The â€œone-parent-one languageâ€ (OPOL) approach is regarded as the most common family language system in use to attempt to raise bilingual or multilingual children. With the OPOL approach, each parent or caregiver consistently speaks only one language to the child.
It is often believed that consistency or strict OPOL is the key to the succuess of perfect bilingualism.
However, how consistently or strictly we should follow OPOL rule?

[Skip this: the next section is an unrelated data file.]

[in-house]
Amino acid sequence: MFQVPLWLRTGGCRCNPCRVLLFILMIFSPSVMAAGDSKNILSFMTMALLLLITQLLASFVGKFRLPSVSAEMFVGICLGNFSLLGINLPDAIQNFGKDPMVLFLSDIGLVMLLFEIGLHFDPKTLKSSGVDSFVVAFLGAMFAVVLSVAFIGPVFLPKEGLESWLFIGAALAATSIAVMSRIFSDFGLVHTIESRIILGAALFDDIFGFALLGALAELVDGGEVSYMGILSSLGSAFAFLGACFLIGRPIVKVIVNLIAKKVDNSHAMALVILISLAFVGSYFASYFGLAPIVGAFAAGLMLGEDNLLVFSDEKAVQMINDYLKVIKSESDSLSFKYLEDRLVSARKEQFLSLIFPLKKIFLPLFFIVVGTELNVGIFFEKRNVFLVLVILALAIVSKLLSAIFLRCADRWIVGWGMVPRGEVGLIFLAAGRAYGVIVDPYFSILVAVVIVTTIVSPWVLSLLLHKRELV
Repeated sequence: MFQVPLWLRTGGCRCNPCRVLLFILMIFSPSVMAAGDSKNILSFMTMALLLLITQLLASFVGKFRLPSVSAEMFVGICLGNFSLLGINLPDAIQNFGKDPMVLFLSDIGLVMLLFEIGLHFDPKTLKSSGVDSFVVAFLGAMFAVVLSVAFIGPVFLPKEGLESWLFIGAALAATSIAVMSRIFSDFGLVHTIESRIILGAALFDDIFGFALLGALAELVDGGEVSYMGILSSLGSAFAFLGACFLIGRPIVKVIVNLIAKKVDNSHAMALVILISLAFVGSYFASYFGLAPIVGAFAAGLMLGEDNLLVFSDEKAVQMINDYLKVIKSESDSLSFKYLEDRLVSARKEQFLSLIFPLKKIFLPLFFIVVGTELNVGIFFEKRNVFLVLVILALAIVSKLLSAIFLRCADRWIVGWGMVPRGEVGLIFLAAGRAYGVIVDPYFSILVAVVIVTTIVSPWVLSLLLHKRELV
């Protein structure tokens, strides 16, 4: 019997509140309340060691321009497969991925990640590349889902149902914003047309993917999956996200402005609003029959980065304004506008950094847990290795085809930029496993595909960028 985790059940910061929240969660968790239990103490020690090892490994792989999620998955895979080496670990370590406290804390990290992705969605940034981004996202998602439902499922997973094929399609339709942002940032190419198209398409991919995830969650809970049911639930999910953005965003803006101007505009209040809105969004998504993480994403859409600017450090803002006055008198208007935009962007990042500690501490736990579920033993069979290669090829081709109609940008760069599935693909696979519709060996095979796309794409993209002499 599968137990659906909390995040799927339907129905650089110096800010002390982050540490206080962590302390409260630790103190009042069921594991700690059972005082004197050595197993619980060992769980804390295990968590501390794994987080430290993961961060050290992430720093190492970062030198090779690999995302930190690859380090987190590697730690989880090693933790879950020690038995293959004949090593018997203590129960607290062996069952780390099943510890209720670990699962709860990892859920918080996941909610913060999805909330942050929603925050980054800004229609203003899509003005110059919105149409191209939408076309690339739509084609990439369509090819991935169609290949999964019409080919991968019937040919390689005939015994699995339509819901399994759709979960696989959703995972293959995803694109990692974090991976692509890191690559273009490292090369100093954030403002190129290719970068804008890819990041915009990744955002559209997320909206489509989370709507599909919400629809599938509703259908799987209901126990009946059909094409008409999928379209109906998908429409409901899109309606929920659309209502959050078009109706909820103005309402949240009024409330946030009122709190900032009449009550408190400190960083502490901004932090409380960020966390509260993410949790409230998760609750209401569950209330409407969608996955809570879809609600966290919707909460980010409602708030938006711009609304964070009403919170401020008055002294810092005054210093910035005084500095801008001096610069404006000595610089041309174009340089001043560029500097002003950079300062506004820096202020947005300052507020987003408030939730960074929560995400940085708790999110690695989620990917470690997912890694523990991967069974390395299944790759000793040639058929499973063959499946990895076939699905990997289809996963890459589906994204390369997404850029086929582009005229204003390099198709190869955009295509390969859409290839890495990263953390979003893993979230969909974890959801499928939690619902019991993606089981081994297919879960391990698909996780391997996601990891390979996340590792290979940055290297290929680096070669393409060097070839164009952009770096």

Do we have to pretend not to understand if the child asks us something in the non-target language? Can we switch language in front of children when talking outside of the four walls? Can we allow a certain degree of language-switching, code-mixing, or flexibility? Do extra “language supplements,” such as playgroups, visits from family, or a trip to the country, help children achieve perfect bilingualism if OPOL is not religously followed?
As a parent who is greatly interested in brining up baby bilingual, I particularly want to find out answers to these questions, and discover a realistic way to adapt OPOL to suit my family.
I am beginning a new series on the topics of OPOL. Today, I am reviewing some research done on OPOL system and child bilingualism.